More than 600 people seeking asylum have now been sent to Philadelphia from Texas after a fifteenth bus arrived Thursday morning at 30th Street Station.
Approximately 60 people were on the latest bus, according to a statement from Mayor Jim Kenney’s office, and at least 43 of them were taken to the city’s welcoming facility to receive aid. This follows two buses that arrived Christmas Eve carrying 99 people.
People arriving on the buses — many of whom hail from Colombia, Cuba, Panama, Peru, Nicaragua, Ecuador, the Dominican Republic, and Venezuela — were offered health screenings, shelter, food, legal and social services, and on-site language interpretation.
Philadelphia officials are encouraging residents to donate to the city’s Welcoming Fund, which will disperse money to local nonprofits to aid those seeking asylum.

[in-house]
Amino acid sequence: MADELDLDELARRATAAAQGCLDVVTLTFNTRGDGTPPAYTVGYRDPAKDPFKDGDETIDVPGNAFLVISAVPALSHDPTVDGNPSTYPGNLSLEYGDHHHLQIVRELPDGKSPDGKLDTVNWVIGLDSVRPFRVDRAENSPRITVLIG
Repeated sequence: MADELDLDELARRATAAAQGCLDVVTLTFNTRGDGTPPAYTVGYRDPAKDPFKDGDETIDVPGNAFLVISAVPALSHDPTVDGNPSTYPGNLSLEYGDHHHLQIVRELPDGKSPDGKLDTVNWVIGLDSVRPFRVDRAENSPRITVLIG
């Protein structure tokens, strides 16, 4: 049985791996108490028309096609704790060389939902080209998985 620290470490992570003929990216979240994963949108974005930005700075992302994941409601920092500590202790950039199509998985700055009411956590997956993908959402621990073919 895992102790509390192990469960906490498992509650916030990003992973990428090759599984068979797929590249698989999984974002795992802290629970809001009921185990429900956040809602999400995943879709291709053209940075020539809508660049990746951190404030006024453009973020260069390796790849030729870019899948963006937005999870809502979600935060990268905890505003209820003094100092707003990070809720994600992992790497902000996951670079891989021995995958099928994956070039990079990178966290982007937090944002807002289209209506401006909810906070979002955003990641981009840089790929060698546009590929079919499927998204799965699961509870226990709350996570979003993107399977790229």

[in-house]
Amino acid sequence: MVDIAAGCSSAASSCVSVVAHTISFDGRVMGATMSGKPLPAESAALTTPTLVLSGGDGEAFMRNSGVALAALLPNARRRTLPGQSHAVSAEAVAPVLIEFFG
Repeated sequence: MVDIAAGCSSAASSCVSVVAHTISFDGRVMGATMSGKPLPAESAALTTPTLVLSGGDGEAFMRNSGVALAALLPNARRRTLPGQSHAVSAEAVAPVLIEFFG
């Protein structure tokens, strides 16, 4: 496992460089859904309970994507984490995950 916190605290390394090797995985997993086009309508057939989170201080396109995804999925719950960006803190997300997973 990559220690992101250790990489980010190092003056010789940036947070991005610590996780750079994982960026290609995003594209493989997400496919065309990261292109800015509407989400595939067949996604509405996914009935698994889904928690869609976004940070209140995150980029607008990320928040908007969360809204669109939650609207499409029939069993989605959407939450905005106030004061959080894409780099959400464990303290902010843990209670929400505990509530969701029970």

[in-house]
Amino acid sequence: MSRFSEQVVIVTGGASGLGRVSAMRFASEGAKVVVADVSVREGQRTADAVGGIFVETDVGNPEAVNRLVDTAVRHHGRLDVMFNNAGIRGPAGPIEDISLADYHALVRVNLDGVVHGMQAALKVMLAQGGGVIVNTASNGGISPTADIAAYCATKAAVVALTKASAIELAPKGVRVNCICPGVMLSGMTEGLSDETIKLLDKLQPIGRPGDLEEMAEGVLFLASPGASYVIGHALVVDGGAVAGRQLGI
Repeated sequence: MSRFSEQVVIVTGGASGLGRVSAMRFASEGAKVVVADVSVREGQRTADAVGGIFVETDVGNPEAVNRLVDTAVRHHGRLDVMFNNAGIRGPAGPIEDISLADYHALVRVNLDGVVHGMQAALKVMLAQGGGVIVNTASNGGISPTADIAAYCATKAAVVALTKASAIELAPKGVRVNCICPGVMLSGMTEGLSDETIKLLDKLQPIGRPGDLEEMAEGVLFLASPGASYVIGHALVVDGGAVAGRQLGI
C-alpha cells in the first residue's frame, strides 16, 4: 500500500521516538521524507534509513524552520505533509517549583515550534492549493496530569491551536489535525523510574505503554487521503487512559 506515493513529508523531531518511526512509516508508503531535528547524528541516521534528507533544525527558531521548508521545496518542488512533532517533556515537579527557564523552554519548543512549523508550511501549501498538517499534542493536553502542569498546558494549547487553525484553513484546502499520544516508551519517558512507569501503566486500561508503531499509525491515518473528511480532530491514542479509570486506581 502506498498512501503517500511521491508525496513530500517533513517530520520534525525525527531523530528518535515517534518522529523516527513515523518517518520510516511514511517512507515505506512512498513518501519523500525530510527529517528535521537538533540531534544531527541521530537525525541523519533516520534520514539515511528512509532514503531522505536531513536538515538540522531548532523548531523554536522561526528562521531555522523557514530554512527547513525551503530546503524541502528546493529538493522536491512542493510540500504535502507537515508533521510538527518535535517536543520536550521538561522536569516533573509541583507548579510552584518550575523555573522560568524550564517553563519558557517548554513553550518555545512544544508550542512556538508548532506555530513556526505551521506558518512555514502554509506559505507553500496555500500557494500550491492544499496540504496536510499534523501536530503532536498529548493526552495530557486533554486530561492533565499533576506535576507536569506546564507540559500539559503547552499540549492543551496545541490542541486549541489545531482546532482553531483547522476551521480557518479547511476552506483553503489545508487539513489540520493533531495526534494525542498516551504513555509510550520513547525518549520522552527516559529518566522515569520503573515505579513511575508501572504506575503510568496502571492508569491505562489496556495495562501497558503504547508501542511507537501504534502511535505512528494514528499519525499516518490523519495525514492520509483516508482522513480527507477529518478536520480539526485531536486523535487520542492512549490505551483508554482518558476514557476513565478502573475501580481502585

Local organizations providing help include Casa de Venezuela Philadelphia and the New Sanctuary Movement of Philadelphia, which set up a Walmart shopping list; items purchased will go directly to the arriving asylum-seekers.
Other organizations providing aid in Philly include:
- Gente De Venezuela
- PA Immigrant Family Unity Project
- PA Immigration and Citizenship Coalition
- Alianza Latina
- Wyss Wellness Center
- Maria de los Santos Health Center
Texas has been sending people to Philadelphia since Nov. 15. The efforts have been led by Gov. Greg Abbott, and have been characterized by Mayor Kenney as a “purposefully cruel policy using immigrant families as pawns.”
Philly was a relatively late addition to Gov. Abbott’s destination list. Texas has sent upwards of 4,500 asylum seekers to New York City, over 1,500 to Chicago, and more than 8,700 have been sent to Washington, D.C. since April. On Christmas Eve, in below-freezing weather, several busloads of people were dropped off outside of Vice President Kamala Harris’s residence.
U.S. Customs & Border Protection Commissioner Chris Magnus in April criticized Abbott’s decision to “move migrants without adequately coordinating with the federal government and local border communities.”
According to the Texas Division of Emergency Management, more than $12 million has been spent on the busing efforts.